Dogfight of Ground Attack Titans: Russia’s Su-25 ‘Flying Tank’ vs. US Air Force A-10 Warthog
The Su-25’s 42,000-pound max takeoff weight makes it about 10,000 pounds lighter than the A-10, which can take off with 50,000 pounds, yet both planes have similar attributes.
U.S. ground troops caught under enemy fire over the past several decades of battle have cultivated and regularly expressed an unparalleled love, reverence, and appreciation for the life-saving A-10, an aircraft known as a “flying tank.”
Those U.S. soldiers and servicemembers saved by the A-10 will likely be quick to tell you the Warthog has no equivalent anywhere in the world.
Russia Has an A-10 Equivalent
What about Russia?
Does their Air Force have a “flying tank” equivalent? Seems unlikely, yet the Soviet-era Su-25 is a combat-tested workhorse with a long history of supporting ground troops in military conflict.
First emerging in 1975, the Sukhoi Su-25 is a single-seat, twin-engine jet designed to provide close air support; the aircraft therefore not surprisingly spent many years attacking the Afghan Mujahideen in Afghanistan during the Soviet-Afghan war and also supported Russian forces in the war in Chechnya.
Su-25s, called Frogfoot by the West, have also been widely exported and served in support of the Macedonian and Iraqi Air Forces as well as with a number of former Soviet republics such as Georgia, which broke off when the Soviet Union collapsed.
An article in Military-Today says the c has been exported to Angola, Bulgaria, Congo, Cote d’Ivoire, Czech Republic, Eritrea, Ethiopia, Iraq, Macedonia, North Korea, Peru, Slovakia, Sudan, and possibly some other countries.
Russia’s Su-25 “Flying Tank” Comparable, Yet Smaller, to the A-10
With a 47-foot wingspan, the Su-25 is smaller than the A-10, yet able to load up hardpoints with a heavy payload. The Su-25’s 42,000-pound max takeoff weight makes it about 10,000 pounds lighter than the A-10, which can take off with 50,000 pounds, yet both planes have similar attributes. Their ranges are roughly equivalent in the range of 600 to 800 miles and they are both heavily armed.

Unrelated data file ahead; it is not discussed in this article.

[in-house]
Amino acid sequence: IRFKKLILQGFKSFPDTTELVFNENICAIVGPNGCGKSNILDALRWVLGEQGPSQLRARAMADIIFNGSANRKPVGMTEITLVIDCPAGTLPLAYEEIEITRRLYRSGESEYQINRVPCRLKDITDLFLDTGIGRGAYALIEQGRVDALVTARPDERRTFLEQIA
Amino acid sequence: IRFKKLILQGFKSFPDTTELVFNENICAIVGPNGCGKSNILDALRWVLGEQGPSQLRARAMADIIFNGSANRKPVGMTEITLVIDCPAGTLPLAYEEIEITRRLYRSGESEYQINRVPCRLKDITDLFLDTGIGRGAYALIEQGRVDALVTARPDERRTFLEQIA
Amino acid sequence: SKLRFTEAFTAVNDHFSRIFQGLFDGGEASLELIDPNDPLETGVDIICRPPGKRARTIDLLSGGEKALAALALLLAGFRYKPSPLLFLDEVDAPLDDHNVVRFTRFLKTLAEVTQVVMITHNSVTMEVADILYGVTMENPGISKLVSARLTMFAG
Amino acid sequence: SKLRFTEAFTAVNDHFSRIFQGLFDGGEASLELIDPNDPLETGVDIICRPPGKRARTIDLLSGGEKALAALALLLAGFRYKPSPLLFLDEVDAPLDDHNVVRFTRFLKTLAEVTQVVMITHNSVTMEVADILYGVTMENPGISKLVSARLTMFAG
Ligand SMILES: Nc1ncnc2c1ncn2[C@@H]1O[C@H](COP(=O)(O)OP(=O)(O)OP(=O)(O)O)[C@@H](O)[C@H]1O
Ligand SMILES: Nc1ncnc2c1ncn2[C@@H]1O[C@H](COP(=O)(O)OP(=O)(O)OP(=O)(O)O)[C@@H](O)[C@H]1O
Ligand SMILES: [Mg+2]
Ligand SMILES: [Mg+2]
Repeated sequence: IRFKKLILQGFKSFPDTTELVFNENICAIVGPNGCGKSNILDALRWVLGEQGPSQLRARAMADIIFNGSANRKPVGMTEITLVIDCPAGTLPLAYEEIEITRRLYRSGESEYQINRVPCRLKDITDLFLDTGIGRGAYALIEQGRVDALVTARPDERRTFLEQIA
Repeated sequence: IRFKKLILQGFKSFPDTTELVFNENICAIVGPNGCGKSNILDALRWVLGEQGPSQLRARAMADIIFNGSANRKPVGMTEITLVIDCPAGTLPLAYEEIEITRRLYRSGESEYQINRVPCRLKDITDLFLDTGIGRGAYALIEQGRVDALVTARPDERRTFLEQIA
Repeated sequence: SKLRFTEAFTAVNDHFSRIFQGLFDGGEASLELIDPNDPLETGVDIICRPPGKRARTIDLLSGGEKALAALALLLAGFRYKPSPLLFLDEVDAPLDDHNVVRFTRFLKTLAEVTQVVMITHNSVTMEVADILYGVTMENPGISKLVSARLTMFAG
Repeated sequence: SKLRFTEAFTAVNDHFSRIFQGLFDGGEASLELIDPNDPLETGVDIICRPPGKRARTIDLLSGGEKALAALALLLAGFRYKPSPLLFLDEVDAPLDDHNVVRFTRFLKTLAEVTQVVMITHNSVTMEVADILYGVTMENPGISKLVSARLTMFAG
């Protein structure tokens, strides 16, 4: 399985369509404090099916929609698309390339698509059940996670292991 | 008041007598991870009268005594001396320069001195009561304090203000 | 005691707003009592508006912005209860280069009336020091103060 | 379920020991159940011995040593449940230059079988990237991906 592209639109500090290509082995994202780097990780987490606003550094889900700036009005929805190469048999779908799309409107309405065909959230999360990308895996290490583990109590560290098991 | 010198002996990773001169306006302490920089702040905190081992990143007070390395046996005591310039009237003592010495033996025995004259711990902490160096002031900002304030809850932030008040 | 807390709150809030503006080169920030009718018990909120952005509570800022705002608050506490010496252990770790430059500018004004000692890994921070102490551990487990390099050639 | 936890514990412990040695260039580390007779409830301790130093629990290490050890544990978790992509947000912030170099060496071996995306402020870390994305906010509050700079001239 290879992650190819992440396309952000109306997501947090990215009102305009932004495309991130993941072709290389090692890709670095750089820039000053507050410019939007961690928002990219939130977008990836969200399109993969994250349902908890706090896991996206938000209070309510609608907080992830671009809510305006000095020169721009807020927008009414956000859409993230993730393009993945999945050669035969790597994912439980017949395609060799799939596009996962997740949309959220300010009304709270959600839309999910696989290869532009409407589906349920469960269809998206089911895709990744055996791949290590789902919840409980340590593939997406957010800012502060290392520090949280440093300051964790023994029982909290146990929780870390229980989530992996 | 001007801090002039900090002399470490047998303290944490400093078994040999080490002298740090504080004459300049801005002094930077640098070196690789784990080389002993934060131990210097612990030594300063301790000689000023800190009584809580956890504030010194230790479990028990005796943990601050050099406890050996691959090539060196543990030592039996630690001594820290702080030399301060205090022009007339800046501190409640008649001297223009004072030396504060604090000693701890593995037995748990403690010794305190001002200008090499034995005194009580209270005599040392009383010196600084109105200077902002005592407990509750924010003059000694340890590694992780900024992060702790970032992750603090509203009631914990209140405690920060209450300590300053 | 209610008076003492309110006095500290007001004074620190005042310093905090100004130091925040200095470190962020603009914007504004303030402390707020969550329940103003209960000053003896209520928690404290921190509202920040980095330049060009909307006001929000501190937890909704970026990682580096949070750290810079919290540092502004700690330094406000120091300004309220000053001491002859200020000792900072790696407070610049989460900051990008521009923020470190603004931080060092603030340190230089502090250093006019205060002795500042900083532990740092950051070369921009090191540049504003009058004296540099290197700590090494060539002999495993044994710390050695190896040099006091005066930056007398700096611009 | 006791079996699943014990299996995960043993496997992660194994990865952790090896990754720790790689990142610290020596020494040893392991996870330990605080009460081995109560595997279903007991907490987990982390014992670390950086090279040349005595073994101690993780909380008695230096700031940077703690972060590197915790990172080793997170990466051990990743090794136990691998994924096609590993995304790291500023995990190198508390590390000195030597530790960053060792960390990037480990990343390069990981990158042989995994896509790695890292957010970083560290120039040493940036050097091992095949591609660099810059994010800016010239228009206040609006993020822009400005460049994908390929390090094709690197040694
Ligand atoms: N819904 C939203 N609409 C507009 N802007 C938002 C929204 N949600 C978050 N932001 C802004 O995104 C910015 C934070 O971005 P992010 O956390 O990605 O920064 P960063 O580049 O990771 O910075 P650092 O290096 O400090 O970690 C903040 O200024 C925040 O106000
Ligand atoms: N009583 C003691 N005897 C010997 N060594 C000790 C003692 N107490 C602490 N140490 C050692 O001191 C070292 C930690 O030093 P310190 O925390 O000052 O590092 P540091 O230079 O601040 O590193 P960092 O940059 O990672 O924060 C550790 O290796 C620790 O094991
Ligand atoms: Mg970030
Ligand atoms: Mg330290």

The Su-25 fires a 30mm Gryazev-Shipunov GSh-30 autocannon which may not compare favorably with the A-10’s famous 30mm cannon aligned directly below the nose of the aircraft to enable a straight-on attack.
Available specs don’t fully specify the materials used for the Su-25 fuselage, and the aircraft is doubtless built to withstand small arms fire, yet it may not rival the A-10 famous titanium hull, able to absorb massive amounts of incoming fire.
Of equal significance, the Su-25 may not have comparable built-in redundancy to enable the aircraft to keep flying and operating even when key components are The Russian Air Force operates a Su-25 fleet of roughly 250 aircraft and more modern variants have been upgraded with improved technologies.
Russian Su-25s continue to be used in the ongoing Russian invasion of Ukraine, and available reports indicate a number of them have been destroyed and shot down by Ukrainian forces using Stinger missiles or MANPADs.
Multiple reports of destroyed Su-25s in Ukraine might suggest that the aircraft does not have built-in redundancies or protections equivalent to the A-10.
It is difficult to envision the existence of any combat aircraft as cherished, celebrated, and loved as the iconic A-10 Warthog. Not only has the aircraft performed famously in combat for decades, but the aircraft itself seems “alive” with a survival instinct as it has withstood years of Air Force attempts to retire the aircraft.
Keeping the A-10 from Extinction
Congressional and Pentagon advocates, including many combat-experienced ground troops saved by the A-10, have fought to ensure its continued and much-needed place in the Air Force fleet.